There is no other way to interpret the hissy fits it is throwing. In both instances, I note in my column in The Week,
the Supreme Court upheld the liberties of religion, speech and association enshrined in the First Amendment. But it did so on grounds so narrow so as to not even be worth chugging a Sam Adams for this July 4.
Hobby Lobby challenged Obamacare's mandate that companies offer contraceptive coverage even in violation of their religious beliefs. I note:
Yet instead of simply affirming the owners of Hobby Lobby's broad constitutional right not to be forced to violate their religious beliefs, the justices ruled in the company's favor only because not doing so would have violated the Religious Freedom and Restoration Act.
All that the act requires is that before violating someone's religious liberties, the government demonstrates that it had no other way to achieve its ends. In this case, the "conservative" justices questioned neither the end — provision of contraceptives — nor whether it was a "compelling state interest." These fanatics of limited government ruled only that because there were less-religious-liberty-busting ways to achieve contraceptive coverage — for example, by the government directly funding it as it's doing for religious universities and hospitals — the mandate did not meet the RFTRA test.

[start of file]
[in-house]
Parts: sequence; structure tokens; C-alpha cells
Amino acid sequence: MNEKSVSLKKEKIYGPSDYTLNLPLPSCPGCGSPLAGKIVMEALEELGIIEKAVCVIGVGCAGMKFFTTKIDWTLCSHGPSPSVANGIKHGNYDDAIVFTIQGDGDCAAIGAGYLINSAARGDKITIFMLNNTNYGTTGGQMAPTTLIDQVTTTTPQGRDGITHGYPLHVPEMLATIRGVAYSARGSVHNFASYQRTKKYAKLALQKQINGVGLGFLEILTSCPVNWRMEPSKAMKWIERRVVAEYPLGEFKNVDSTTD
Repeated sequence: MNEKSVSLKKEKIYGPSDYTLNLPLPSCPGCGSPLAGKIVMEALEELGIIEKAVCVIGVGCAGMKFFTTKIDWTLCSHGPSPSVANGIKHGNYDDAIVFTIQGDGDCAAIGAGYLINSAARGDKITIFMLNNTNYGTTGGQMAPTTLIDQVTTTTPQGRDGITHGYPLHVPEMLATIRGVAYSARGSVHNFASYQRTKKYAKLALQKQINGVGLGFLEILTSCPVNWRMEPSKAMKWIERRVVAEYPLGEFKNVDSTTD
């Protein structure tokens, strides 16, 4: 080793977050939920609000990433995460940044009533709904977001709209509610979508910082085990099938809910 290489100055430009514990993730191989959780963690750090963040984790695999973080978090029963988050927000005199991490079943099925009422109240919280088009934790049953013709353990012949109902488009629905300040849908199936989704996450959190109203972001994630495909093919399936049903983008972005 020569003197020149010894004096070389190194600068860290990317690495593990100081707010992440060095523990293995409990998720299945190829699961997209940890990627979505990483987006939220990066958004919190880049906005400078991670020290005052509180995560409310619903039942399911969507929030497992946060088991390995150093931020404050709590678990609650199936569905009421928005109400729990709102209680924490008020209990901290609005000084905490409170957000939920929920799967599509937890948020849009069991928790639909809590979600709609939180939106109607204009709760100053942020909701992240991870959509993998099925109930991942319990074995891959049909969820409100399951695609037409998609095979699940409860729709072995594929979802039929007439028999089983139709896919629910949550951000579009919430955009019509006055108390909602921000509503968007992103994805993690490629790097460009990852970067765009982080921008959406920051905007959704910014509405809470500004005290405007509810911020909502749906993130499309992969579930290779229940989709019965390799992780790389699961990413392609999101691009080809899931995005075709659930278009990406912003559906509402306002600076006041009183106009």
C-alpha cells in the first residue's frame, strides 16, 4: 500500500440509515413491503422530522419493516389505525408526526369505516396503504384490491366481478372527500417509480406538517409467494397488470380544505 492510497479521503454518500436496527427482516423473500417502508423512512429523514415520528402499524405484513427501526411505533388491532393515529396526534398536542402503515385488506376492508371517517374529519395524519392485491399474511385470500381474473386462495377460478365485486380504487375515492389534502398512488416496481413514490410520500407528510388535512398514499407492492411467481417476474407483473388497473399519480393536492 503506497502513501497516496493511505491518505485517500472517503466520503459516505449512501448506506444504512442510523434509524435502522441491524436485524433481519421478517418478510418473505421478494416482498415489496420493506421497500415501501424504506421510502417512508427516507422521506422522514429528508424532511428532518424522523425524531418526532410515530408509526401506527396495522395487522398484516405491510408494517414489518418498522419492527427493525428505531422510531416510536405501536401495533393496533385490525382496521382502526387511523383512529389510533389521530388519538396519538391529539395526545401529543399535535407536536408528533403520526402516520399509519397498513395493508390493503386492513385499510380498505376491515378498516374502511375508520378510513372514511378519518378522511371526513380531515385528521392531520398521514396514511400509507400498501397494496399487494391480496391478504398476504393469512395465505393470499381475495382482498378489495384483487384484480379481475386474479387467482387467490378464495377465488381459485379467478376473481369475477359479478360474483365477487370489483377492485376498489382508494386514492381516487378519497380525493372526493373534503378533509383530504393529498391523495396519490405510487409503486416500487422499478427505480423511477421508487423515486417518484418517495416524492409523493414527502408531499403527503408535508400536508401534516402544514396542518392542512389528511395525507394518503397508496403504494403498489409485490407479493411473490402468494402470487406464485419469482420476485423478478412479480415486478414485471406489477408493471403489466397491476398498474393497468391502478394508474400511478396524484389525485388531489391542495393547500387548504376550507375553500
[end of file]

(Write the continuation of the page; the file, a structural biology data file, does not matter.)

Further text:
Despite such skittishness, the lefto blogosphere erupted into tiresome taunts of fascism and worse.
As for Harris vs. Quinn in which a mom sued Illinois' public unions for garnishing the state subsidies she receives for taking care of her disabled son, one would have thought that standing up for the mother would be a no-brainer for the left. But, apparently, letting her keep her money, according to Salon's Joan Walsh, is a victory for the "one percent" and the "plutocrat cartel."
I cannot do justice to Walsh's twisted logic in a few words, so just go and read the damn column here – and then weep tomorrow about how unhinged the left has become in this country.